A: In some of the smaller communities, rents have continued to rise and it’s driven by the demand for smaller spaces. Those have kept pace at a minimum with the CPI. Central business district rents have not grown over the years. About 25 years ago, I leased 25,000 square feet to a major corporation in Westport at $24 a square foot. Today that space is leasing for $28 to $30 per square foot. If you factor in the length of time, the effective rents have gone down now.

Q: Do you expect there will be more office conversions into medical offices and multifamily properties?

A: I do think the latter is going to continue. They’re going to reposition some of these buildings into apartments, which really is the hot spot at the moment. And the Millennials are driving that. They want to be close to public transportation and walking distances to amenities, restaurants, shopping and health clubs, and they are less inclined to even have a car. They’d rather be within walking distance to amenities, and it’s given rise to what we call the transit-oriented districts where apartment development is encouraged within a one-mile radius of a railroad station.

Q: What’s going to happen to vacant retail big-box spaces?

A: It’s an interesting time for folks who own large retail projects, because they are going to need to reposition them. Our involvement with retail properties is usually when we’re selling them as an investment. Boutique buildings where you were getting $130 per foot in Westport, now you have six to eight buildings up for lease on Main Street and rents are subsiding somewhat. We just completed a deal in Westport at $110 (per square foot). We do believe the boutique stores will do OK. The larger stores which are most affected by e-commerce, and companies that own these shopping centers, there’s scrambling to determine a repositioning of those centers. Some of them are reaching out to the health clubs.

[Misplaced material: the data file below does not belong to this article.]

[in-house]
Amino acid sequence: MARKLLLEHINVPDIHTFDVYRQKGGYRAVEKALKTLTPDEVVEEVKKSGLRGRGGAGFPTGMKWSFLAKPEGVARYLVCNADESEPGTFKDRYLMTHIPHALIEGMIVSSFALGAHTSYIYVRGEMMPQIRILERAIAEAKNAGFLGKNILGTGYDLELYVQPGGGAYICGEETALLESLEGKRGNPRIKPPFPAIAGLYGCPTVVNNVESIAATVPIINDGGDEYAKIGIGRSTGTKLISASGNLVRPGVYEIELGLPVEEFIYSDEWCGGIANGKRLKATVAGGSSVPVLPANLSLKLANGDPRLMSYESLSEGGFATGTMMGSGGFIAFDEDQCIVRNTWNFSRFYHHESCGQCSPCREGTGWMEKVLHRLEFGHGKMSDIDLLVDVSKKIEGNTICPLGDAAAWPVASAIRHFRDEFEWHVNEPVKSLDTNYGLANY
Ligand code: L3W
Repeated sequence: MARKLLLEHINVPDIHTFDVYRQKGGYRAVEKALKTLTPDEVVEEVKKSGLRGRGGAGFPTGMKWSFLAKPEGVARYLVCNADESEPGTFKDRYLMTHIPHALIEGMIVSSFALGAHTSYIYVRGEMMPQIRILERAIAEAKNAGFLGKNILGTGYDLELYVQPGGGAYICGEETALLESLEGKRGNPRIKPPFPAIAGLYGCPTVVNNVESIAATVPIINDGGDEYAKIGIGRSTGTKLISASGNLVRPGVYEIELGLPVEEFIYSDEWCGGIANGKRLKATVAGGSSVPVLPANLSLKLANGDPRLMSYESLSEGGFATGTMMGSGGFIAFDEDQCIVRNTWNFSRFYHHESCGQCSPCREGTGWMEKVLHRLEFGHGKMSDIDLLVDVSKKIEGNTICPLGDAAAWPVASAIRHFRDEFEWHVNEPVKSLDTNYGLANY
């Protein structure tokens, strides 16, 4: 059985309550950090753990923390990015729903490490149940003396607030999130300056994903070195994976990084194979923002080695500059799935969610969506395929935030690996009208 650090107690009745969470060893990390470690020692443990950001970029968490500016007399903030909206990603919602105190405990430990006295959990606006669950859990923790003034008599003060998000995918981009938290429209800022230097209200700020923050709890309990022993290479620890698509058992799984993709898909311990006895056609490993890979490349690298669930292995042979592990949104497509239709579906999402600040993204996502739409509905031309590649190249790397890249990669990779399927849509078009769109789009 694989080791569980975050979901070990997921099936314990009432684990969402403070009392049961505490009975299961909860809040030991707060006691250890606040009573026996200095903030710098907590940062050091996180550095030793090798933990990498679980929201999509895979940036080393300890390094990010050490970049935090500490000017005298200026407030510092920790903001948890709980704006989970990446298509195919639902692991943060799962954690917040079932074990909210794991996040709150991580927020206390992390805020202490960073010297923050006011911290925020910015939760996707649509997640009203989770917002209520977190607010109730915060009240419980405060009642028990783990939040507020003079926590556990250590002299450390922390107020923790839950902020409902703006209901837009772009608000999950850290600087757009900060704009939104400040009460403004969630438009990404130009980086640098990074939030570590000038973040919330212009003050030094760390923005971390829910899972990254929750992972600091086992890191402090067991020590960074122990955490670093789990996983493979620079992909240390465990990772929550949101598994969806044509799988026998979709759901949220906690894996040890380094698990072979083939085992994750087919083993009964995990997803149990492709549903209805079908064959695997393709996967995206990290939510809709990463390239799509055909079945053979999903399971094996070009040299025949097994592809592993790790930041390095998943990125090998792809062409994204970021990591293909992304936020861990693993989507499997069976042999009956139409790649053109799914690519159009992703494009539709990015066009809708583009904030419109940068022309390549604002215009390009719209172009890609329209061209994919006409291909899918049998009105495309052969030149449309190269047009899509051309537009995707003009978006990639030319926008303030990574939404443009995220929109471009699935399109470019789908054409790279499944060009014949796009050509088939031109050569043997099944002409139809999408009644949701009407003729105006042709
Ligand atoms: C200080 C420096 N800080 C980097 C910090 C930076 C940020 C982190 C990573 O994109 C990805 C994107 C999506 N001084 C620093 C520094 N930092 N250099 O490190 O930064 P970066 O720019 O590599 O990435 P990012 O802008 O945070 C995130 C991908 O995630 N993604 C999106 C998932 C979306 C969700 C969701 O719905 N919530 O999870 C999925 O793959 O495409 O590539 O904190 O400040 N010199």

Q: What about self-storage conversions?

A: There are quite a few facilities coming online: three in Stratford, a couple in Norwalk. The question then becomes: are we becoming over-stored? That may not be the best way to go.

Q: What are the hallmarks of a successful broker?

A: You need to have a broad background, and you need to be patient and persistent. Over the years, folks in the brokerage business like myself are becoming more transaction facilitators versus site selection (specialists). The complexity of the transactions has changed dramatically over the years. You need to know about environmental, financing, construction, demographics.

You need to get your arms around the company you’re dealing with: why it needs to be in a certain location. Usually that’ll drive the location. But bringing the transaction home, whether it’s a lease or purchase, involves a myriad of complexities that even 20 years ago didn’t exist. If I were interviewing somebody coming into this business, that would be my emphasis.

Vidal’s Five Favorite Things About Connecticut:

  1. Excellent quality of life
  2. Proximity to New York City and to the other New England states
  3. Numerous renowned colleges and universities
  4. Vibrant business and cultural centers
  5. Variety of landscapes: rolling hills, forests and shoreline